Maine chefs offering ‘no fuss, no muss’ barbecue

Posted Oct. 15, 2013, at 10:25 a.m.
Last modified Oct. 15, 2013, at 1:16 p.m.

PORTLAND, MAINE — Heat, smoke and time.

The holy trinity of barbecue is the daily drill at Jay Villani’s new enterprise, Salvage BBQ. In a back lot behind his cavernous Congress Street restaurant, the chef monitors brisket like a sculptor with hot iron.

“It’s not Yankee barbecue,” Villani said after a long day at the smoker. “We stick to tradition. It’s a return to roots.”

Though his roots don’t stretch past the Mason Dixon line, the New Yorker has made a name for himself in Portland’s culinary scene with Sonny’s Restaurant and Local 188. Now he adds a casual barbecue joint to his trifecta. This primitive, American fare — defined as meat cooked outdoors on a rack over open fire — appeals to Villani because it’s “no fuss, no muss.”

But to get brisket so you can cut it with a plastic spoon takes some fuss.

Up at 4 a.m. to stoke the flames that will tenderize this tough cut of beef after 11-13 hours, Vilani said he was ready for a beer.

As part owner of Bunker Brewing Co., he has 16 options, from his East Bayside nano brewery to Allagash, to Sheepscot Valley Brewing Company’s Pemaquid Ale to quench his thirst at the bar. Salvage also pours 12 different bourbons, “brown water,” as Villani calls it because each is as cowboy as the cuisine.

This, Villani’s third restaurant, is a tad risky.

First, the neighborhood. St. John Valley is a few blocks from Longfellow Square in the opposite direction from the action.

Next, the scene. Chopped pork and collard greens served clam shack style in a city of James Beard finalists — also referred to as “The Food Oscars.”

Or is this his genius?

Steps from Hadlock Field, Maine Medical Center and the Inn at St. John, Salvage BBQ has a captive audience.

Plus, “there are no other places to put a restaurant,” Villani said.

Also, after years of white tablecloth service and sommeliers, diners likely are ready to let their hair down. Food shows such as “Diners, Drive-ins and Dives” and “BBQ Pitmasters” have had an effect on the backyard barbecuer, who wants to dine on smoked swine when he powers down his grill, too.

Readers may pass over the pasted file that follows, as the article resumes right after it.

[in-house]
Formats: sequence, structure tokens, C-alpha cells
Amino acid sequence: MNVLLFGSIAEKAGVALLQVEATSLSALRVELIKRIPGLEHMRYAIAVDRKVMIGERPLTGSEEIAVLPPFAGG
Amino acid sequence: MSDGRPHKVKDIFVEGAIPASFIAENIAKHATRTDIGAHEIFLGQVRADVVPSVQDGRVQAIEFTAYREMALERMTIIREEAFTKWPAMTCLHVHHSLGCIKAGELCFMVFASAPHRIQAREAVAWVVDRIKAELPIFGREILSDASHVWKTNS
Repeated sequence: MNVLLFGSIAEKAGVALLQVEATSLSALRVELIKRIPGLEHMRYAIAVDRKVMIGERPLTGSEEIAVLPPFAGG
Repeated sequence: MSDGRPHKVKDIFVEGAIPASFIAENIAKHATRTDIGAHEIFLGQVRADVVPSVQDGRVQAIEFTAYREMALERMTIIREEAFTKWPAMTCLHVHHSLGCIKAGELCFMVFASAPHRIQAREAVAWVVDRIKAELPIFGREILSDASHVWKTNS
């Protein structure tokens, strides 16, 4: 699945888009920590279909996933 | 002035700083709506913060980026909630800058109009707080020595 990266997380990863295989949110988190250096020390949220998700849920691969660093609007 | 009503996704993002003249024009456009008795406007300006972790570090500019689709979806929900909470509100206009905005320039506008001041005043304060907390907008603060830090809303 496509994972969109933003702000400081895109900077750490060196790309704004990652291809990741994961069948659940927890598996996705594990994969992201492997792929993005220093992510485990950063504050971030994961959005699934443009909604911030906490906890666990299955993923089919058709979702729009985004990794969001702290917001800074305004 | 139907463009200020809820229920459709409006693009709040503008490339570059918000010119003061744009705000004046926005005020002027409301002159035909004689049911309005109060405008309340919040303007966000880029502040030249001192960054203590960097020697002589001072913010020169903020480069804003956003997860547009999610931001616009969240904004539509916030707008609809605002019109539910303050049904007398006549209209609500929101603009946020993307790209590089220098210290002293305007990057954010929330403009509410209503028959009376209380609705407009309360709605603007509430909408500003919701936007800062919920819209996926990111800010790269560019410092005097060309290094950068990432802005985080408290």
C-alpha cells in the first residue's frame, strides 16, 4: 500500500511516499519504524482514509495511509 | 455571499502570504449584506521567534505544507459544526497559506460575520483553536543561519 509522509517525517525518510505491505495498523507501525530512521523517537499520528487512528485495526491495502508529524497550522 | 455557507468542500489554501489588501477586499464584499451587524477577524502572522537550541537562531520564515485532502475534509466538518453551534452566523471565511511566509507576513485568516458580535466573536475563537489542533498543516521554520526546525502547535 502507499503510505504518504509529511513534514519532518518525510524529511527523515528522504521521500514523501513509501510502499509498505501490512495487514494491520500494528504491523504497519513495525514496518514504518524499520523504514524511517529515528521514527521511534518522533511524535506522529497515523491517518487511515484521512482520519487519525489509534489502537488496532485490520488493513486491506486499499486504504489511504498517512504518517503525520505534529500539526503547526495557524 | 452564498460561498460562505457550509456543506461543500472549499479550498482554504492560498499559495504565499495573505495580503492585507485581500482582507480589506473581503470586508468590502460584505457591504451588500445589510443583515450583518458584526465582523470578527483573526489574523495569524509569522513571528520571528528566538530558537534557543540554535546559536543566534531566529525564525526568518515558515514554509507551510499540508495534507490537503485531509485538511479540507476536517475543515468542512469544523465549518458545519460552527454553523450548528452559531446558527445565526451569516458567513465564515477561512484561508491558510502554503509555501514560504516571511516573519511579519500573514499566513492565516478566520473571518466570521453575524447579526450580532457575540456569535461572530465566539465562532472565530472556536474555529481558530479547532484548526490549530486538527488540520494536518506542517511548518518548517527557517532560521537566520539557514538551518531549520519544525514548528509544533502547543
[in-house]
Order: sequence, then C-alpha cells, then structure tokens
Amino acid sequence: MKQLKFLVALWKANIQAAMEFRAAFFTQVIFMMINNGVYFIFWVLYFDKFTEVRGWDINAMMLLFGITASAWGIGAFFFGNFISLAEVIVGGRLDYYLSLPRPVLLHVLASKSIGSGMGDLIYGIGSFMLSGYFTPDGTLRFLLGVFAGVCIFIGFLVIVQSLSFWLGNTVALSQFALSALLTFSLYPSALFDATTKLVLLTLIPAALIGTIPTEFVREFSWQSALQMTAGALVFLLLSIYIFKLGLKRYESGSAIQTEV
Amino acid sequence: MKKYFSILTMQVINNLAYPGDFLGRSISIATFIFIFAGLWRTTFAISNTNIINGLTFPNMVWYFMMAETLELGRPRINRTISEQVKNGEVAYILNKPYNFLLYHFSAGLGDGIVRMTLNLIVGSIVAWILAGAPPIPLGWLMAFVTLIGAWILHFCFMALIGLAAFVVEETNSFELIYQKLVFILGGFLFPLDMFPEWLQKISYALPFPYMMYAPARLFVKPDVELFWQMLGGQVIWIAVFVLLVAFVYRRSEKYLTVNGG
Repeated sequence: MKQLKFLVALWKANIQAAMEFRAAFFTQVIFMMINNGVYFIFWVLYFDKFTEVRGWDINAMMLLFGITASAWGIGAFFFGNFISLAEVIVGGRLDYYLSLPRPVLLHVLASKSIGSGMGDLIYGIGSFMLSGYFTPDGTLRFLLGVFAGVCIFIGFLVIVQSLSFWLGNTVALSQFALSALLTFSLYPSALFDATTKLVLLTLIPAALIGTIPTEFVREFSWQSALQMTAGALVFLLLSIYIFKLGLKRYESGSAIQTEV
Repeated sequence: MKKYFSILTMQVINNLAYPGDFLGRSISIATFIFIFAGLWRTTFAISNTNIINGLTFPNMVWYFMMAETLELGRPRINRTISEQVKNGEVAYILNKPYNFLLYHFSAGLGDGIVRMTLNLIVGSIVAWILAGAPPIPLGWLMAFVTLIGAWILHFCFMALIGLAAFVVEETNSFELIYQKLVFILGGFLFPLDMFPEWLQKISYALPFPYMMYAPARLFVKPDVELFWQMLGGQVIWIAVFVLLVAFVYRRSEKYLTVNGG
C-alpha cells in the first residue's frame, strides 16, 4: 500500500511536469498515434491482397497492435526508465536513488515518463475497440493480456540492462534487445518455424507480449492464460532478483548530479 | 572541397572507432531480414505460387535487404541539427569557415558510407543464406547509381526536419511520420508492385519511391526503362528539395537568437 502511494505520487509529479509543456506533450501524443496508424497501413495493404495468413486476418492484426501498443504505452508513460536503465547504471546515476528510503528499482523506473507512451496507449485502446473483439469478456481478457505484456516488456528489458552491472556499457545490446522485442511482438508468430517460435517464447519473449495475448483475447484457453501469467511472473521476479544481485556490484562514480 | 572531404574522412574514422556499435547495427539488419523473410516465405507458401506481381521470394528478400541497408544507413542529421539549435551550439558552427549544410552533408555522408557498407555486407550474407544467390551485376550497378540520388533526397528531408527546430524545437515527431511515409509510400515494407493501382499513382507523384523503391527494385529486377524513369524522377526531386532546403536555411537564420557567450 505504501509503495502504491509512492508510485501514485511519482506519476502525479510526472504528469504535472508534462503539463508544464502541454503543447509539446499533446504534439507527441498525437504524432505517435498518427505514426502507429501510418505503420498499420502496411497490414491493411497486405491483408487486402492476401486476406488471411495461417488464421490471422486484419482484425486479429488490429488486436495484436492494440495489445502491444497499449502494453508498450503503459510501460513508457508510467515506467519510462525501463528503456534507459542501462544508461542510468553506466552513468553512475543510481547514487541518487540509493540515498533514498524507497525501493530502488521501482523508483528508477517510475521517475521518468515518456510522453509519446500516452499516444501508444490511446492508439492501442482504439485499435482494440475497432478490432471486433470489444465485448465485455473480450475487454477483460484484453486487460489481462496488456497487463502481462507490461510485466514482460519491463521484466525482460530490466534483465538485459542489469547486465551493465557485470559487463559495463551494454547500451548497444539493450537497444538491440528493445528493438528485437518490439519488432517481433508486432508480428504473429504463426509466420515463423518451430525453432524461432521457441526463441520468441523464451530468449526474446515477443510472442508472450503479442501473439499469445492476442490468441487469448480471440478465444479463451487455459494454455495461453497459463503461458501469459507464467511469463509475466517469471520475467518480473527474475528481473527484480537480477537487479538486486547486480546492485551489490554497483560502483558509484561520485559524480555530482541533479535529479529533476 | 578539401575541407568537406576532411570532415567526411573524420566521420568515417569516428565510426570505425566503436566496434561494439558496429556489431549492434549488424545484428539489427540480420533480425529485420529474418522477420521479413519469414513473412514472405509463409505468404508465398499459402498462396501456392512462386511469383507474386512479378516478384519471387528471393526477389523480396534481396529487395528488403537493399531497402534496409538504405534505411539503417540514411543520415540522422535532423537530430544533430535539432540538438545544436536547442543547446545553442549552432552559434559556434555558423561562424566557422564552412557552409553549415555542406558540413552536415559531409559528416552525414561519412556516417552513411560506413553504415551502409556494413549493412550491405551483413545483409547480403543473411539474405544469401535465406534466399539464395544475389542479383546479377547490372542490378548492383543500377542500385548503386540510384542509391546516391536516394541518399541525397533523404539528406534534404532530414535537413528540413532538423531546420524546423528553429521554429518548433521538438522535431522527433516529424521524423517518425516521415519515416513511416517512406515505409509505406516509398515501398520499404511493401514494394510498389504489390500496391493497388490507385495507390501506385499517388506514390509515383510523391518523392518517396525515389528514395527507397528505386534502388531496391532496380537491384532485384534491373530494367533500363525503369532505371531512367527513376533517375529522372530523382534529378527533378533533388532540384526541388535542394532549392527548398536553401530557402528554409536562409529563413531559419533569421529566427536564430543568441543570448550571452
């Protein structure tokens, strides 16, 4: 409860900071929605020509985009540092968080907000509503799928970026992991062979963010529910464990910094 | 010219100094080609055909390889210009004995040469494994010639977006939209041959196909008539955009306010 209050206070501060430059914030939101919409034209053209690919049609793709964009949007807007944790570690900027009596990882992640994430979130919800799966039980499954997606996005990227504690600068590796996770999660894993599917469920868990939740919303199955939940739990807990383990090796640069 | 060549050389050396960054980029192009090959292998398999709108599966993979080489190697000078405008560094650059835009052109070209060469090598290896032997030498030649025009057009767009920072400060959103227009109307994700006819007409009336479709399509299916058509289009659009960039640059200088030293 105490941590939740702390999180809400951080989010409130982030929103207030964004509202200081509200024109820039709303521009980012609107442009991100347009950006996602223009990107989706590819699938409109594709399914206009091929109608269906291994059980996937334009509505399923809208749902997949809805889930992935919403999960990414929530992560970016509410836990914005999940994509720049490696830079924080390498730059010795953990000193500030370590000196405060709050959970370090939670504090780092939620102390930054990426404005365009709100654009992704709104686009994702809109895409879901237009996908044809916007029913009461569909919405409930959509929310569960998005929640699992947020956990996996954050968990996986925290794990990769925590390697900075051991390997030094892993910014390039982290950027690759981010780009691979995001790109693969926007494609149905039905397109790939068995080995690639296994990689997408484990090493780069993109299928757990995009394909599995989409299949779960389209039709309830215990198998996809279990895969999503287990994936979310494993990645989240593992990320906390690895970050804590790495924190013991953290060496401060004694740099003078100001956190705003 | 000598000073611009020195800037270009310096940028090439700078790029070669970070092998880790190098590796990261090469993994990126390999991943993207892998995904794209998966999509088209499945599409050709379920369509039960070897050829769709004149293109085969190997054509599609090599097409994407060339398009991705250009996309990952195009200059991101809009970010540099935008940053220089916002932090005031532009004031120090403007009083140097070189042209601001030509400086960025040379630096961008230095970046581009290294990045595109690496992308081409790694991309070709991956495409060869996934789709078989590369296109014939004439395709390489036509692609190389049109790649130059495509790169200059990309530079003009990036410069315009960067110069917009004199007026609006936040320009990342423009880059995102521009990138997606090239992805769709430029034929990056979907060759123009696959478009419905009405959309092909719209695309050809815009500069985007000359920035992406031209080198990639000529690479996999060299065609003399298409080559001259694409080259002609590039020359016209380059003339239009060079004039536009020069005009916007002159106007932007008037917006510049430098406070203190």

“It’s fun and simple. Wood, fire and heat … basic survival food,” said Villani.

Beef brisket ($17 a pound) is served sliced on a plate or chopped on homemade bread ($9) and topped with pickles and slaw. Beef back ribs, smoked for up to four hours ($17 or $27, half or full rack) are lightly seasoned, because Villani says “less is more” in his kitchen. Sides such as mac and cheese, collard greens and coleslaw are sold in single, pint or quart servings ($2, $6 or $10).

It’s like a picnic, whether you eat in or out. If you stay, you’ll rub elbows with young, transplanted Portland families, who treat this place like a playground for adults.

“It’s a celebratory food. The basics — beer and barbecue,” said Villani.

As much as it would appear Villani, who opened Local 188 in Longfellow Square when it was a no-man’s, land has the touch, he admits he couldn’t do it without his crews.

Chef Josh Craigue, sliding ribs into Salvage’s indoor smoker on a recent Friday afternoon, took a minute to explain.

“We are getting the basics down and then will add a Maine touch. That’s what we are excited about,” said Craigue. “We have the an opportunity to put Maine on the map as a barbecue destination.”

And they are not alone.

At Elsmere BBQ and Wood Grill in South Portland, Adam Powers and Jeremy Rush are doing their part to spread the rib religion to the burbs. Their smoker, dubbed Mama, is every bit Villani’s equal. Besides brisket and rack after rack of ribs, the Texas-made monstrosity smokes homemade sausages and chicken, which are turned into sandwiches or platters ($10-$23).

Elsmere, which opened in late summer, brings an experimental edge to its menu. Barbecue oysters from Basket Island are grilled until the shells opens and are served with sauces such as bourbon-lemon-garlic butter ($3 each).

“We wanted to tie in the barbecue culture with Maine,” said Powers.

Flatbread pizza topped with pulled chicken or house sausages ($8), a smoked salmon barbecued sandwich ($13) and a 1940s neon sign anchoring the bar give this renovated dry cleaner a warm, retro vibe that South Portland lacked.

Despite the neighborhood feel, barbecue attracts, “renegades, crazy people,” said Powers.

And the barbecue trend is found further north in Bangor, too. Whistling Pig Smokehouse is scheduled to open Friday on Main Street. Restaurateur Chris Jones, of Miguel’s Mexican Restaurant in the Bangor Mall area, chose barbecue for a reason.

“If you go on the Food Network, there are two or three different barbecue shows on and they are getting good ratings,” said Jones. “It’s a growing sector in the U.S. market.”

The distinction between slapping a steak on the grill and cooking meat for hours over a flame is no longer a trade secret.

“People are understanding the difference now. True barbecue is pit-fired or smoked,” said Jones, who cooks ribs three ways: St. Louis, baby back, and beef.

The latter is “an eight-pound rack, something that you’d see on the Flintstones,” he said. “It’s huge.”

Opening near the Cross Insurance Center, Whistling Pig is expected to draw conventioneers, concertgoers and urban cowboys for its brisket — “the prime rib of barbecue.”

If you plan on going Friday when they open at 4 p.m., go early and hungry.

“I’ve turned down 30-40 people knocking on my door already,” Jones said Monday.

Kathleen Pierce can be reached at and on Twitter at @PierceNews.